Increasingly, the solution is not necessarily an ambitious marketing plan, an expensive sales resource or brilliant marketing idea (although that never hurts) but instead a forensic application of process and a marginal gains approach to performance improvement.


This brand new podcast series, Small Spark Theory™, explores the small changes we can make to our sales and marketing process to achieve better new business results. In this, the first episode, we set the scene for the using marginal gains and think about how to get some solid foundations for growth in place. Oh, and there’s a little competition too. What more could you want?!


With thanks to Matthew Syed for audio extract permission. Matthew’s book, Black Box Thinking is available here.



Follow us on Twitter @gunpowdertweets and join the conversation at #smallsparktheory

Fortune favours the brave

December 15th, 2016

This small consultancy, Gunpowder, turned 4 last month.


I’m not sure quite where the drive to start the business came from. 12 years before I had launched another business, this time in recruitment and with the backing of an agency group and sadly, within two years of our millennium launch, the post-9/11 downturn, and subsequent recruitment freezes hit us so hard we reluctantly took the decision to close. Failing was painful. I made staff redundant, my pride was hurt. I vowed never to do that again.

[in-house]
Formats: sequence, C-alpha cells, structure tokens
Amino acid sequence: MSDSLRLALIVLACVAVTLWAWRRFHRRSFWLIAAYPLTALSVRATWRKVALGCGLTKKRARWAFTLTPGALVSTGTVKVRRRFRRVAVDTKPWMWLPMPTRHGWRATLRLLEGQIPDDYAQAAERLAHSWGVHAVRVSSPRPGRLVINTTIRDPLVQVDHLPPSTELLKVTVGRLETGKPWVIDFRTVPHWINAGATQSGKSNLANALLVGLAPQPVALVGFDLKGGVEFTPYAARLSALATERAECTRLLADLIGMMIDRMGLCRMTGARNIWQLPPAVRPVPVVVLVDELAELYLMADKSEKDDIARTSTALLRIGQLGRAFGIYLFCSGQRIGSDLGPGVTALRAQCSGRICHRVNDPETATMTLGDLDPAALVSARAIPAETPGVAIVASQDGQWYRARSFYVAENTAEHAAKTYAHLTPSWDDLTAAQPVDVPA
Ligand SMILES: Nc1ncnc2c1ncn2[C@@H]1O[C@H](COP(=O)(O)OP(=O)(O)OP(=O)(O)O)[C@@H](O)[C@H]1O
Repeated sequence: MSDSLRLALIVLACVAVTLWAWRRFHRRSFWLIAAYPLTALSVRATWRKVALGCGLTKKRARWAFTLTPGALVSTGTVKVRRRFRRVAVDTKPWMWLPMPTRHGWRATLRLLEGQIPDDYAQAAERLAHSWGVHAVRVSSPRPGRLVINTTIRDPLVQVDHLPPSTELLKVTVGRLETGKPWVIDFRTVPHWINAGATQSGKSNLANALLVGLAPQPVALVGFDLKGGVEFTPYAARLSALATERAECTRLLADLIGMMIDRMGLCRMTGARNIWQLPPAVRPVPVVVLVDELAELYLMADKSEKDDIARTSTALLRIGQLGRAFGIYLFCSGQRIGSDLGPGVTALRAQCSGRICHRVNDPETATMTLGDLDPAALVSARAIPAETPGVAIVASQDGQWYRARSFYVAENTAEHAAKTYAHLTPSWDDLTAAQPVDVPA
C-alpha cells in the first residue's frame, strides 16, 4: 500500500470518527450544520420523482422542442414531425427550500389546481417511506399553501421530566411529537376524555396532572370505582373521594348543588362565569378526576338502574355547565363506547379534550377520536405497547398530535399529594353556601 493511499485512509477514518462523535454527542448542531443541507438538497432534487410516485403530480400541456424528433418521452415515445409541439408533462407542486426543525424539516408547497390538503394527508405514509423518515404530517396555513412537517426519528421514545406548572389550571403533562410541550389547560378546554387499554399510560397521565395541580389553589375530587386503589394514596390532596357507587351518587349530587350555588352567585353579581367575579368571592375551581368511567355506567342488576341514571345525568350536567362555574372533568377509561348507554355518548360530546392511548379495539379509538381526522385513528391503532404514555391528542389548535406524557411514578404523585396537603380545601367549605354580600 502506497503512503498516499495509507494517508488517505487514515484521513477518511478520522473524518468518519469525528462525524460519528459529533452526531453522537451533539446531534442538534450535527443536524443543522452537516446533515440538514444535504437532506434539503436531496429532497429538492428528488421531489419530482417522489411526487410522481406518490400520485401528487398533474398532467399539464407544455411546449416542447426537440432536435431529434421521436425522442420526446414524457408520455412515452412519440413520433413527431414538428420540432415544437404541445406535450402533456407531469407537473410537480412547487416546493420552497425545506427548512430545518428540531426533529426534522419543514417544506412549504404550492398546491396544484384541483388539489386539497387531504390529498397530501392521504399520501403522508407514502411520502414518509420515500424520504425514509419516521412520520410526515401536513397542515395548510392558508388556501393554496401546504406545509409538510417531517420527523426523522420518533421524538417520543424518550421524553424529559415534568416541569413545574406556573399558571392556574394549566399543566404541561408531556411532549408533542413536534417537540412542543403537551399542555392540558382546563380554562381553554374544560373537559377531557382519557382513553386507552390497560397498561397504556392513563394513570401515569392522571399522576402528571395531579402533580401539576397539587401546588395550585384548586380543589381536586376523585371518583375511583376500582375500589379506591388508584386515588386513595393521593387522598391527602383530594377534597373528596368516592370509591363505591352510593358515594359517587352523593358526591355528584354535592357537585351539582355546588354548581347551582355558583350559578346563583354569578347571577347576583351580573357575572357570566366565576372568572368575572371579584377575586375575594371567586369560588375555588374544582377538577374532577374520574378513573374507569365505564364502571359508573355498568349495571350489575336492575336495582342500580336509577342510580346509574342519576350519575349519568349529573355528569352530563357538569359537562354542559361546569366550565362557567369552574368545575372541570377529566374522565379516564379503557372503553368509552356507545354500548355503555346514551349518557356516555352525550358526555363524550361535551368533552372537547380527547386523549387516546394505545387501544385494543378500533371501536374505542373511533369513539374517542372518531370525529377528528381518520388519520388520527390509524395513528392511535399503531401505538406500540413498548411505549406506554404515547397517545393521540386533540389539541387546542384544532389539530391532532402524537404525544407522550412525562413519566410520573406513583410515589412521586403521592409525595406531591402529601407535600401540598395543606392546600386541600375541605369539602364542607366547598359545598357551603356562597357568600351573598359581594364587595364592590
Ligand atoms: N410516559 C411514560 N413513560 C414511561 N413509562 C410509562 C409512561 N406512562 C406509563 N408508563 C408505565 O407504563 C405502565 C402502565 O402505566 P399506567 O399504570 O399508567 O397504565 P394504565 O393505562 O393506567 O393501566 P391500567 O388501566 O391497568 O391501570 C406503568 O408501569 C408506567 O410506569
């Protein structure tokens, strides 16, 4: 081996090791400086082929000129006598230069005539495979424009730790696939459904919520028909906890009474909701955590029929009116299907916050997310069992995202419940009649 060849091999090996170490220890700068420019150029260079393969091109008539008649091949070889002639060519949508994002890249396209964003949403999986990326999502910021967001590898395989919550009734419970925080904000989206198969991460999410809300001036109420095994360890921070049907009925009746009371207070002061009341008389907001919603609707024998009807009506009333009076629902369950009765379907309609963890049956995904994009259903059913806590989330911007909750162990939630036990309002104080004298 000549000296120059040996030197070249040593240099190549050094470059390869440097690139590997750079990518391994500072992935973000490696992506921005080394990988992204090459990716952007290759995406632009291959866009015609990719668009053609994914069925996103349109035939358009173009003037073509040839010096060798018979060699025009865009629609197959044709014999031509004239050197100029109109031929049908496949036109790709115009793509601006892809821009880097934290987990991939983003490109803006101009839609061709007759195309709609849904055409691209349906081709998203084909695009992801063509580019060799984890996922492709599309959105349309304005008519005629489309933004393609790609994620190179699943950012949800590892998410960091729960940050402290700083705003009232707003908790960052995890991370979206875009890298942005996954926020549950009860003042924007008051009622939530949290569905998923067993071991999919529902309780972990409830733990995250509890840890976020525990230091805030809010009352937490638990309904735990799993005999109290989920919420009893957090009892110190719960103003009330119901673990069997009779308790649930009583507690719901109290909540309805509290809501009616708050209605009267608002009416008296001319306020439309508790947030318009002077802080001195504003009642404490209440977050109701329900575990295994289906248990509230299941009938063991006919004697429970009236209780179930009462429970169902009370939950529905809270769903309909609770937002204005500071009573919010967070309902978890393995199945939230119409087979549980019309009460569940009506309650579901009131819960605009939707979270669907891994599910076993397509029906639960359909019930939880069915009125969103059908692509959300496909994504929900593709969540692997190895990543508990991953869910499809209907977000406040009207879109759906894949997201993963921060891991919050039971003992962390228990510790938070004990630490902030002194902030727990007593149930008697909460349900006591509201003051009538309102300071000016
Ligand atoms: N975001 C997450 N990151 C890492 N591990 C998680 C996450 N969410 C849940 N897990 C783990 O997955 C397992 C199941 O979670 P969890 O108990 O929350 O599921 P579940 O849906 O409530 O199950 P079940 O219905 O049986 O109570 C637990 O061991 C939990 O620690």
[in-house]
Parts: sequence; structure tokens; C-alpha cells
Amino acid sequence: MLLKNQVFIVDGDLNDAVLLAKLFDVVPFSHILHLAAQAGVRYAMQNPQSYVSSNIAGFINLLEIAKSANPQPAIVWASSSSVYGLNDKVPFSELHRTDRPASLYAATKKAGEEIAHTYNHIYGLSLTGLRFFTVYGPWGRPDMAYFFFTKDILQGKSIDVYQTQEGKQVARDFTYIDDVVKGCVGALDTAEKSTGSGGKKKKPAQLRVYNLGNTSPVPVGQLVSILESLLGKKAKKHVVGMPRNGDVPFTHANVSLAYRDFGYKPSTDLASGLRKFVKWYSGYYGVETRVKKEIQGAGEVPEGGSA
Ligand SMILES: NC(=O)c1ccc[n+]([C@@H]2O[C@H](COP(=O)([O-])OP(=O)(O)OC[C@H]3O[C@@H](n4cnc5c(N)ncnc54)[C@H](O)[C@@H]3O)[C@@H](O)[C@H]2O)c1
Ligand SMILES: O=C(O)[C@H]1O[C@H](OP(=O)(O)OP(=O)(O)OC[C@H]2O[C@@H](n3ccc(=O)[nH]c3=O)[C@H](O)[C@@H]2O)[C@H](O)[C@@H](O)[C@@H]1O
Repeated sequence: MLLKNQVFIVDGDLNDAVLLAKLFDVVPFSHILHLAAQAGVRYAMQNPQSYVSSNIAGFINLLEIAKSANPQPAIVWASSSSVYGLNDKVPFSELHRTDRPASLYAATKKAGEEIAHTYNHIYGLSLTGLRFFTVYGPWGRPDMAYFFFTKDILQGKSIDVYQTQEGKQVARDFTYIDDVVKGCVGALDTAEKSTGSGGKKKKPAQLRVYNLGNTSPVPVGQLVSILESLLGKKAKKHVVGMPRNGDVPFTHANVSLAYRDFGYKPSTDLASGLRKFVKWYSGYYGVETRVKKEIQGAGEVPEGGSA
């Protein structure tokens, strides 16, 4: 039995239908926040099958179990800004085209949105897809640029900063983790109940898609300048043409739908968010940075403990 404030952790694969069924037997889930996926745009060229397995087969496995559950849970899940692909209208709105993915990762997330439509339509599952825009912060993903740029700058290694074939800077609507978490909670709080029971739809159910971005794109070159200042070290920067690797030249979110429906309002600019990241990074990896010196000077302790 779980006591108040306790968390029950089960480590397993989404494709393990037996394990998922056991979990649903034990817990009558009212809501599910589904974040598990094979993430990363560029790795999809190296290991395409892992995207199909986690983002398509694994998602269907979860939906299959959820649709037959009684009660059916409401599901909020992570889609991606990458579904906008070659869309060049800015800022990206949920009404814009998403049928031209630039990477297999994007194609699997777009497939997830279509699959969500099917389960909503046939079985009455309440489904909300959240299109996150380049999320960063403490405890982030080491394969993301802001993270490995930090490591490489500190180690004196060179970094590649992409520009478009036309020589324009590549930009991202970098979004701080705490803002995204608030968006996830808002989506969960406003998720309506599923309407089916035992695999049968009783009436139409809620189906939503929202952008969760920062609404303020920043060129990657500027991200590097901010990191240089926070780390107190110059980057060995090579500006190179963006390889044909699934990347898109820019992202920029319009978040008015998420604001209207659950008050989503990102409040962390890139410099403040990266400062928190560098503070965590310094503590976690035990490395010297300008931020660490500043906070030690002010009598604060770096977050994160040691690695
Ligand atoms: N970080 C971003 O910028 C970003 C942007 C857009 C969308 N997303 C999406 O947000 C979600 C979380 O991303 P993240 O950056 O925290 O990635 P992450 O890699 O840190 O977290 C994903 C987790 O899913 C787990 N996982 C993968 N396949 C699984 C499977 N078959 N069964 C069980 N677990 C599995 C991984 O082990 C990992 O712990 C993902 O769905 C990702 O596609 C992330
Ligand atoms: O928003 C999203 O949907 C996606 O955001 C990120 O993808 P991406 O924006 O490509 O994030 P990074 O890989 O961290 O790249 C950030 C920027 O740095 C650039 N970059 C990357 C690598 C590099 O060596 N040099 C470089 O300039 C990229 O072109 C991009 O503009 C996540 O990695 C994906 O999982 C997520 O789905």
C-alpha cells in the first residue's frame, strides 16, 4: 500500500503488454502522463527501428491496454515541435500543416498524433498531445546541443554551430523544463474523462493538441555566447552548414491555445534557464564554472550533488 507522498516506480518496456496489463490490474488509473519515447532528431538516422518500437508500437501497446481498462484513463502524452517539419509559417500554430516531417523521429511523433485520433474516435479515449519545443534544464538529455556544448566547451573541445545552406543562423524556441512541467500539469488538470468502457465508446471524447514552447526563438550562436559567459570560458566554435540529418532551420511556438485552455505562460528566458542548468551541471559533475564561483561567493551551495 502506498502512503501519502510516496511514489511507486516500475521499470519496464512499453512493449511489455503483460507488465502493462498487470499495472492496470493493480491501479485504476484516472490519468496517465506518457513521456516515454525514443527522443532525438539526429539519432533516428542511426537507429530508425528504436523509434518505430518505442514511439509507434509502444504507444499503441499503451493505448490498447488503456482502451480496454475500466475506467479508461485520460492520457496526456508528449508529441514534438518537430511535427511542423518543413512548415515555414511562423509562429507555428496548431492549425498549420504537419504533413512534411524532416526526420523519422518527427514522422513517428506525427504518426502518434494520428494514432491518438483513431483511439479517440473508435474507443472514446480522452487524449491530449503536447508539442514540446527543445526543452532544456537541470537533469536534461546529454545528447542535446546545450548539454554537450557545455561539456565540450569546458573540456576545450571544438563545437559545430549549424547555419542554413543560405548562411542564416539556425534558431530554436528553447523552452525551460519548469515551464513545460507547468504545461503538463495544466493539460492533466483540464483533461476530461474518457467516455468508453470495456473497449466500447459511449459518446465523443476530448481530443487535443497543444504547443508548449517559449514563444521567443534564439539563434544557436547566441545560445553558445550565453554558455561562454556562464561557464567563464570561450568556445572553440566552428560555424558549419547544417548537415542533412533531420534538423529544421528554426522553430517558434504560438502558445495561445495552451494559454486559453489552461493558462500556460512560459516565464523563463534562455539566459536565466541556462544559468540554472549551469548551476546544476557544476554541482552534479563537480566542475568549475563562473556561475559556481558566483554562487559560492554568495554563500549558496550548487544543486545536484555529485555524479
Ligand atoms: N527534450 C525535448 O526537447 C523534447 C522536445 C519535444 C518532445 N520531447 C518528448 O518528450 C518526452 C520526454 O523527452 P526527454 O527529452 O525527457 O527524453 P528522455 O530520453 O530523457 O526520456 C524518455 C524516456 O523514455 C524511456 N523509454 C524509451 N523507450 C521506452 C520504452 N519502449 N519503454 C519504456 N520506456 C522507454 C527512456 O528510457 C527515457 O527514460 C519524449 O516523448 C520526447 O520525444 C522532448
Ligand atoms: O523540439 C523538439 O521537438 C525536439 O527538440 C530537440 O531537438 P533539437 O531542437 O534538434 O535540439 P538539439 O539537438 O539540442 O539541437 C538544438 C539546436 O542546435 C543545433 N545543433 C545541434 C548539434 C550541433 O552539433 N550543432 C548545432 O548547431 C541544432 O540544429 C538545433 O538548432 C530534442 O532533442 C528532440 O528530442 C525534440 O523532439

But I did, and 4 years on I’m still here. What I’ve learned during that time; from my own experience and that of my clients – is that nothing good or exciting comes from getting comfortable. As cliched as it sounds, moving outside one’s comfort zone, really is where the magic happens.


For many of the agencies I work with, the leaders are owner managers. They are practitioners; creatives, strategists, technologists, more frequently introverts than extroverts. For them, much of the sales and marketing process falls squarely outside their comfort zone.


Discomfort at contacting complete strangers with a business proposition, a dislike of networking or fear of public speaking are all common – instead, we retreat to the environments and behaviours which are less challenging, more comfortable. And yet left unchecked, that discomfort becomes a very real barrier to growth – for example, relying on our network alone for new business referrals is easiest, but unless we keep adding to that network, connecting with new people and sharing our knowledge and expertise, the network will in time diminish and the referrals grind to a halt.


I’ve talked before about the importance of using a marginal gains approach to fuel new business growth and many of these small improvements mean testing our boundaries, getting comfortable with the uncomfortable.


I’m going to be exploring this is more detail next year in Gunpowder’s brand new podcast series; Small Spark Theory ™ which launches in January, but in the meantime, here’s a little taster of top tips and recommendations to fire you up for 2017: